Loss in Machine Learning and Deep Learning algorithms provides a statistical value that enables the model to improve and get optimal results. While training the model, it is very crucial to take the appropriate loss function as an indicator to monitor its performance. PyTorch enables the user to build deep learning models and with that, it provides the loss functions to keep an eye on the performance as well.

**Table of Content**

This guide explains the following sections:

- What is L1/MAE Loss
- How to Calculate L1/MAE Loss in PyTorch
- Prerequisites
- Example 1: Using L1Loss() With Random Tensors
- Example 2: Using L1Loss() With Custom Dataset
- Example 3: Using SmoothL1Loss()
- Conclusion

**What is L1/MAE Loss**

The L1 loss or Mean Absolute Error (MAE), takes the absolute difference between each prediction and its original value. Take the summation of all these values to get the loss value for the complete dataset. It does not consider the positive or negative error, so the absolute converts the negative values into positive ones. The mathematical representation for the Mean Absolute Error or L1 is as follows:

Here:

**y**: values predicted by the model in the data**x**: Actual values based on the historical data**n**: Total number of values

**How to Calculate L1/MAE Loss in PyTorch**

Calculating the L1 loss in pytorch requires the installation of the torch module from Python’s package manager and then importing the libraries to use the torch methods. The torch offers a couple of methods to calculate the L1 loss like L1Loss() and SmoothL1Loss() with different parameters to go along with them. To learn the process of calculating the L1 loss in PyTorch, simply follow this guide:

**Note**: The Python notebook with the code used in this guide is attached here

**Prerequisites**

Getting into the process of calculating the Mean Absolute Error requires the use of Python code to install the modules and libraries. All these requirements are discussed in the following section of this guide and if any of the steps is already done, then go towards the next one:

- Access Python Notebook
- Install Modules
- Import Libraries

**Access Python Notebook**

The first step in the prerequisite section is accessing the Google Colab Notebook from the** **official website:

**Install Modules**

Once the notebook is created, install the torch module using the **pip** (Python package manager) command to access the libraries stored in it:

`pip install torch`

**Import Libraries**

Now, import the libraries which is torch so it can be used in the Python code to call different methods for calculating the L1 loss:

`import torch`

Verify the process done until now by printing the installed version of the torch framework to go on with the examples:

`print(torch.__version__)`

The following screenshot displays the installed version that verifies that the user can use the torch in the code further:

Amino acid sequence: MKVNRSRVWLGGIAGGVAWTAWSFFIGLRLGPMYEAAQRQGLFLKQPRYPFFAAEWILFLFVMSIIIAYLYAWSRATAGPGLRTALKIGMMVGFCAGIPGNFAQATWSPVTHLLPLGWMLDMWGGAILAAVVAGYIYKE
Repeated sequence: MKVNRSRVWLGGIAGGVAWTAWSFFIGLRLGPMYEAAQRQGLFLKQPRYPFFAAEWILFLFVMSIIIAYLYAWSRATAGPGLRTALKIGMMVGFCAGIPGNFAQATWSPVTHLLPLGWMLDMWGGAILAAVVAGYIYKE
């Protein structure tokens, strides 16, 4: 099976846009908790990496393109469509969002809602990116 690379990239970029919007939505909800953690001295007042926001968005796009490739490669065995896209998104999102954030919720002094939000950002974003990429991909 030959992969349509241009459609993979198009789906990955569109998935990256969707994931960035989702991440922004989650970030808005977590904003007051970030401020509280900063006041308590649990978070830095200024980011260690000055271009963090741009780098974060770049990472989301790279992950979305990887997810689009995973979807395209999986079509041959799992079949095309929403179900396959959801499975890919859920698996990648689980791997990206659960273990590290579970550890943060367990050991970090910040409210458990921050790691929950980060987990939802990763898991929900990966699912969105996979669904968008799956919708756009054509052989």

**Example 1: Using L1Loss() With Random Tensors**

The first example imports the “**nn**” dependency from the torch library to get the set of modules as the neural network layers. After that, call the **L1Loss()** methods using the nn dependency and store it in the loss variable so the methods can be called using the name of the variable. Create a couple of tensors with random values for **input** and **target** fields. Call the loss function and then apply the backpropagation to understand the loss and minimize it:

```
import torch.nn as nn
loss = nn.L1Loss()
in_ten = torch.randn(3, 5, requires_grad=True)
tar_ten = torch.randn(3, 5)
result = loss(in_ten, tar_ten)
result.backward()
print('input: ', in_ten)
print()
print('target: ', tar_ten)
print()
print('output: ', result)
```

Print the values stored in the input, target, and output tensors to get the Mean Absolute Error in PyTorch:

**Example 2: Using L1Loss() With Custom Dataset**

Create two tensors for storing predicted and actual values that are customized values or manually entered from a given dataset. Create and initialize the criterion variable with the **L1Loss()** method which can be used to calculate the L1 loss value in PyTorch. Calculate the Mean Absolute Error using the predicted and actual values inside the **criterion()** method:

```
predicted = torch.tensor([2.5, 4.8, 6.9, 9.5])
actual = torch.tensor([3.0, 5.0, 7.0, 9.0])
criterion = nn.L1Loss()
loss = criterion(predicted, actual)
print("MAE Loss:", loss)
```

**Example 3: Using SmoothL1Loss()**

Another method offered by the torch library is **SmoothL1Loss()** to calculate the Mean Absolute Error in PyTorch. Create two tensors with predicted and actual values to call the SmoothL1Loss() method with the value of the **beta** as an argument. The beta parameter is used for the model to understand the threshold to change the loss between each learning iteration. Call the methods using their variable and dataset to print the loss value on the screen:

```
predicted = torch.tensor([6.5, 5.8, 8.9, 9.5])
actual = torch.tensor([6.0, 5.0, 9.0, 10.0])
criterion = nn.SmoothL1Loss(beta=1.0)
loss = criterion(predicted, actual)
print("MAE Smooth Loss:", loss)
```

That’s all about the process of calculating L1 loss in PyTorch.

**Conclusion**

To calculate the L1 or Mean Absolute Error (MAE) in PyTorch, install the torch module to get its dependencies like nn and torch. These libraries are required to be imported for using the methods offered by the torch framework to calculate the L1 loss. MAE is the process of finding the summation of the divergence between the input and target values. The L1Loss() and SmoothL1Loss() methods are used to calculate the MAE loss in PyTorch. This guide has elaborated on the process of calculating the error or loss using both methods offered by the torch library.